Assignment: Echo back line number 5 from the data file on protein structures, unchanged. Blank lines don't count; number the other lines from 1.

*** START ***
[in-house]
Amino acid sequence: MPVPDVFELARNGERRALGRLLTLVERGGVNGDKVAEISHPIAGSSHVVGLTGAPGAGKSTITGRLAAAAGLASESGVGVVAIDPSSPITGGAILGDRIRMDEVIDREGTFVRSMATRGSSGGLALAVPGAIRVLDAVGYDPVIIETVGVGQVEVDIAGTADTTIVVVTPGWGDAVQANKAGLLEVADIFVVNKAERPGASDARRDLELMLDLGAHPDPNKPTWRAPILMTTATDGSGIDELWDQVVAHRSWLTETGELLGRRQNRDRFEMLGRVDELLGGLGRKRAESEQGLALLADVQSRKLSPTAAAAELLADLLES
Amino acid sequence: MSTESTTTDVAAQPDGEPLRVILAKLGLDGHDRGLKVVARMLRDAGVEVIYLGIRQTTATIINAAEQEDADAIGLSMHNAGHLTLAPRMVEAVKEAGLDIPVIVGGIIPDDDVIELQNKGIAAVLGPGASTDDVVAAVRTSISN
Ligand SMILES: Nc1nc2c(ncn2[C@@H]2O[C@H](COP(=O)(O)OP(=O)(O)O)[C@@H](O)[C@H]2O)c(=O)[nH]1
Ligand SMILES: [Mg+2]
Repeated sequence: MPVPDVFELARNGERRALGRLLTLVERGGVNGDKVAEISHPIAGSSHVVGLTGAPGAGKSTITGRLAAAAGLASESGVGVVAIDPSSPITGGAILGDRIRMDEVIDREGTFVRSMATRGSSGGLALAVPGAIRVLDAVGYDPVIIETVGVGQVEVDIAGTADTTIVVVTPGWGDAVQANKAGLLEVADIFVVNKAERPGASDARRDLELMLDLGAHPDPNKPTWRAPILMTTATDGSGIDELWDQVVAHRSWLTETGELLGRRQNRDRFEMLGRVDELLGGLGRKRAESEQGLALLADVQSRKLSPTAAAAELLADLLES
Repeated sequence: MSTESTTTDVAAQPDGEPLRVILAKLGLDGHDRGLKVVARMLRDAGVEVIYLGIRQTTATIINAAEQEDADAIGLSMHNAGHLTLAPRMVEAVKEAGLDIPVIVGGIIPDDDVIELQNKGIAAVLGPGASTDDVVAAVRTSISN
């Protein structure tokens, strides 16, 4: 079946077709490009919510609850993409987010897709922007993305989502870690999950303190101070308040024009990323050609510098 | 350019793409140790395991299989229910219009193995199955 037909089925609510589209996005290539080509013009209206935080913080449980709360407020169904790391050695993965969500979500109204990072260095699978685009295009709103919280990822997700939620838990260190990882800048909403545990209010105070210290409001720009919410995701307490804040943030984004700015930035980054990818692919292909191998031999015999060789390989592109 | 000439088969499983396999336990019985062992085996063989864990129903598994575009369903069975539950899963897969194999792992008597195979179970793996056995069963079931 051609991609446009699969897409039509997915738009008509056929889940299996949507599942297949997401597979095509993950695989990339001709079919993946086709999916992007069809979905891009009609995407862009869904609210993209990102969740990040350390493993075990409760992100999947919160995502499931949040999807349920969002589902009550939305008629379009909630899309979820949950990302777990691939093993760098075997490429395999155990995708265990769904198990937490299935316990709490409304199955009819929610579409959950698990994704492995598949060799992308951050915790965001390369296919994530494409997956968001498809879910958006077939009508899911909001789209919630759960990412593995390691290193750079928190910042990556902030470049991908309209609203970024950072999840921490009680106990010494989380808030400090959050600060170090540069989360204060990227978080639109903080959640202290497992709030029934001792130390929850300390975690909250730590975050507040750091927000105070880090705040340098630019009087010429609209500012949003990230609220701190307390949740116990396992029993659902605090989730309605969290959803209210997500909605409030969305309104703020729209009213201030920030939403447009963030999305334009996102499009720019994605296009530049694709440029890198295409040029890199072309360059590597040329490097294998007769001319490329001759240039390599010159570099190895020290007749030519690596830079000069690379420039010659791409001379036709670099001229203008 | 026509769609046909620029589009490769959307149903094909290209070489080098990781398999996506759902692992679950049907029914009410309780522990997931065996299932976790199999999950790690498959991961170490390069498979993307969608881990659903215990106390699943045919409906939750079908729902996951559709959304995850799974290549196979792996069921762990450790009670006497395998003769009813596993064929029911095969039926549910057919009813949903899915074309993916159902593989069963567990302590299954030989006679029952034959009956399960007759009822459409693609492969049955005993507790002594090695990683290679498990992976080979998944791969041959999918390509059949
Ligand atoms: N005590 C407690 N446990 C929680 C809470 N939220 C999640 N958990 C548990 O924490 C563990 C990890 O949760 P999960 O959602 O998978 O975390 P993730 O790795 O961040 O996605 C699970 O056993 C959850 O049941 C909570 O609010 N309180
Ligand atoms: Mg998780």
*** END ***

Ligand SMILES: [Mg+2]